Welcome to GlenLary Estate

GlenLary Estate

At GlenLary Estate, we care for Horses & provide Hospitality. Not far from Paris, Kentucky, atop 80 acres of rolling Kentucky bluegrass sits this working horse farm. Two historic lodging facilities overlook the horses and a peaceful pond.

We host retirees and also offer a variety of boarding options, including stay-over boarding for travelers and visiting event competitors. The on-site lodging facilities allow guests to stay nearby, subject to availability.

Courtesy Melanie Mauer Photography
Courtesy Melanie Mauer Photography

Horses

GlenLary Estate is also the premier location for a simply elegant wedding or special event. The breathtaking backdrops of the green pastures, majestic horses and rustic barns of GlenLary perfectly compliment a Kentucky wedding. Choose from a sophisticated tented gala between the Lary House and the Lairy Cabin or a rustic barn wedding in the converted black tobacco barn which has been converted stable horses.

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Hospitality

From sophisticated casual to exclusively formal, the Estate offers several event sites including indoor and outdoor venues. An historic Tobacco barn, converted to stable horses offers a magic setting for an authentic barn wedding.

The Lairy Cabin
The Lairy Cabin

GlenLary Estate welcomes visitors from across town and around the world. Our country charm and southern hospitality provides a relaxing and peaceful environment.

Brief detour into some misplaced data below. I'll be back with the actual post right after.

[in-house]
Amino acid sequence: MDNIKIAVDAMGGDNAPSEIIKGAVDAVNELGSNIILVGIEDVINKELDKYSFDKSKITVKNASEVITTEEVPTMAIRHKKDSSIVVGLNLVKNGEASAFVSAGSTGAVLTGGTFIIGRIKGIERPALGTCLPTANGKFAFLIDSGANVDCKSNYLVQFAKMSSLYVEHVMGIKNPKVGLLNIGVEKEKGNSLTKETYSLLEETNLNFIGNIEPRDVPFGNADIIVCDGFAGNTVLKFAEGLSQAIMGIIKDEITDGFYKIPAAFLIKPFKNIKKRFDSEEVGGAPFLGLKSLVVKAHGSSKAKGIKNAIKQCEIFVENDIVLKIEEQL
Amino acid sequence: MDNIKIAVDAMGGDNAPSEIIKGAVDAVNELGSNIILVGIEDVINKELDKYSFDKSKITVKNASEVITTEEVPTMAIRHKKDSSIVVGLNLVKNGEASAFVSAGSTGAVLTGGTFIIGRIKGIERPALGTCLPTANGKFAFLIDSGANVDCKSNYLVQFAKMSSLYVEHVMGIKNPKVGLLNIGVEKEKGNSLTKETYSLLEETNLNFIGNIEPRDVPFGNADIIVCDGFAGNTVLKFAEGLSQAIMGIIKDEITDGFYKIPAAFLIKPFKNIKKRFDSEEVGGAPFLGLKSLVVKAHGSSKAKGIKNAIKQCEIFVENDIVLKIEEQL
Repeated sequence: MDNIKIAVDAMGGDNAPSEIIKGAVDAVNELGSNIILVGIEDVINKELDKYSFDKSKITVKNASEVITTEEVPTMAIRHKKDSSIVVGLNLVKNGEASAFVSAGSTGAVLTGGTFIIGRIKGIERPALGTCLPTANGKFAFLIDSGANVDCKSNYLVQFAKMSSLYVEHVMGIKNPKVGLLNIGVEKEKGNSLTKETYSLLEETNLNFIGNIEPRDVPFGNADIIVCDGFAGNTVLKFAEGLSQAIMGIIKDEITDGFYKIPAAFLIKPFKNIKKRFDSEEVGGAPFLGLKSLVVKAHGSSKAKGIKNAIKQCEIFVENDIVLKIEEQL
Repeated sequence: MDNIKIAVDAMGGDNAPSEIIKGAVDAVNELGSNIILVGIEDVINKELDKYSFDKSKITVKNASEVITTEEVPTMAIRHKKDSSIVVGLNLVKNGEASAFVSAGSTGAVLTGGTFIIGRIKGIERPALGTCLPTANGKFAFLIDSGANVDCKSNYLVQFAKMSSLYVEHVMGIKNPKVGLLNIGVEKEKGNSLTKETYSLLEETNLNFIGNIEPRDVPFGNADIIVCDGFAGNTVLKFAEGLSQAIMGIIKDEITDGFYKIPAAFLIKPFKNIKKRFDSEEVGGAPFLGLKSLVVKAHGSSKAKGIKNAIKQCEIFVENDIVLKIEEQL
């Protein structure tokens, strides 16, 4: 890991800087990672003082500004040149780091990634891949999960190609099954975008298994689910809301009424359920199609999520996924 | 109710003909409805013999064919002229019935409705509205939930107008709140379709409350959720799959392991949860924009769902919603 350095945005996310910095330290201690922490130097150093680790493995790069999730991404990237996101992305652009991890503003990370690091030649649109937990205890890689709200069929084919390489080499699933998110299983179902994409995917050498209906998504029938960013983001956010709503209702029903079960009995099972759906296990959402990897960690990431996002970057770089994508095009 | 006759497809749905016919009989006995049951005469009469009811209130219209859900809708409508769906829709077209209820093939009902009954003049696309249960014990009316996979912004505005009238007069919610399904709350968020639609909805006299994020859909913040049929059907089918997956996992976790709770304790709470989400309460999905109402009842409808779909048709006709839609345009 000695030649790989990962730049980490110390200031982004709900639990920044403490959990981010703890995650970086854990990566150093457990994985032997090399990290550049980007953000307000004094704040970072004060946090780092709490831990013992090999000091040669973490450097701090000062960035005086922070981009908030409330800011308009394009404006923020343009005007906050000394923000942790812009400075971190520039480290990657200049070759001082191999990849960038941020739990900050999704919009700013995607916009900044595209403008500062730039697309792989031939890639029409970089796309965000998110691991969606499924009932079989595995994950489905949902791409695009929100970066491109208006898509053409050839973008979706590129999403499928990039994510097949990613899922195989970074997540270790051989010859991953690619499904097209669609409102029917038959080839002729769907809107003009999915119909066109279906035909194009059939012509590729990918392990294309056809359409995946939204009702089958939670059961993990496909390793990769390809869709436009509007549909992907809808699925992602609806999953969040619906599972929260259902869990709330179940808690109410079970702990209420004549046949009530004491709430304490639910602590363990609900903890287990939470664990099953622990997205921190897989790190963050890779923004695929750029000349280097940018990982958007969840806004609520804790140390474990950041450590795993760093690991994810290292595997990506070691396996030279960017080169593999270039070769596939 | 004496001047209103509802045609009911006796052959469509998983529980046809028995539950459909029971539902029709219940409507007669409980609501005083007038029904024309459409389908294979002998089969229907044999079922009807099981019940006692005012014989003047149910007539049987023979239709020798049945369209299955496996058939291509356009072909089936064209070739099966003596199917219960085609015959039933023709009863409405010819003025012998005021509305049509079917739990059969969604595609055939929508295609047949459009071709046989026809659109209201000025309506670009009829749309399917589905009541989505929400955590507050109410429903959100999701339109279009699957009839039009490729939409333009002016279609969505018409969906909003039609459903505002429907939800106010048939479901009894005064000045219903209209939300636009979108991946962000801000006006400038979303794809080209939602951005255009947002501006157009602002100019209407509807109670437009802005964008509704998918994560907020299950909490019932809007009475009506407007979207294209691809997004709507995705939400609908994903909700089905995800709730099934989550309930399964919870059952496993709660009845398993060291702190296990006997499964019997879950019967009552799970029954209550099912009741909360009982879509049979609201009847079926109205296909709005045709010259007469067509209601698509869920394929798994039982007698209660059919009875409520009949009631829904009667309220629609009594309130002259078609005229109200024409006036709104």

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Your family, friends and assorted horses are sure to find GlenLary comfortable and inviting. The stately manor and rustic cabin provide ample room for a great family gathering or celebration.

A Little Lary History

The Lary House, circa 1848
The Lary House, circa 1848

The Lary House, built in 1840, echoes Greek revival architecture that was popular in the day. John Curtright Lary (1810-1875), oversaw the construction, with the help of Colonel Edmund Pendleton (1788-1880), Lary’s future father -in-law. Lary's Grandfather, Dennis (Lairy) Sr, was a militiaman in the Revolutionary War. Pendleton may have been related to the Virginian, Edmund Pendleton.

Dennis Lairy, a pioneer of Scotch-Irish descent, was among those thousands of Virginians who migrated to what is now known as Kentucky during or at the end of the Revolutionary War. He built what is now called the “Lairy Cabin”, which has been restored and relocated to the grounds of the GlenLary Estate.  In the early 1800’s the spelling of the Lairy name became known as Lary.

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Images of Lairy Cabin Restoration

GlenLary is not just a venue for romantic weddings, we also host Reunions, Anniversaries, family gatherings, corporate dinners and galas on the Estate. Our history dates back to 1790 when the old Cabin was built down by Cartwright Station, a couple of miles east of today's GlenLary Estate.

 

John Curtis Lary, circa 1878
John Curtis Lary, circa 1878

John Curtright Lary’s son, John Curtis, was a "Renaissance man". He was an artist, a teacher and spoke several languages including French, and Italian. In 1878 John Curtis Lary became the talk of the county when he left Clintonville and sailed from New York to Bremen on the German steamship Rhein, there he toured Europe on a big wheel bicycle. After returning to Kentucky, hardships made it difficult to maintain the majestic Estate. The Lary House and property was sold in 1905 and did not make it back into the “Lary” family until it was purchased by Dr. Banning Gray Lary and his wife Katherine in 2007. The house is still called the "Lary House."

More about the Lairy Cabin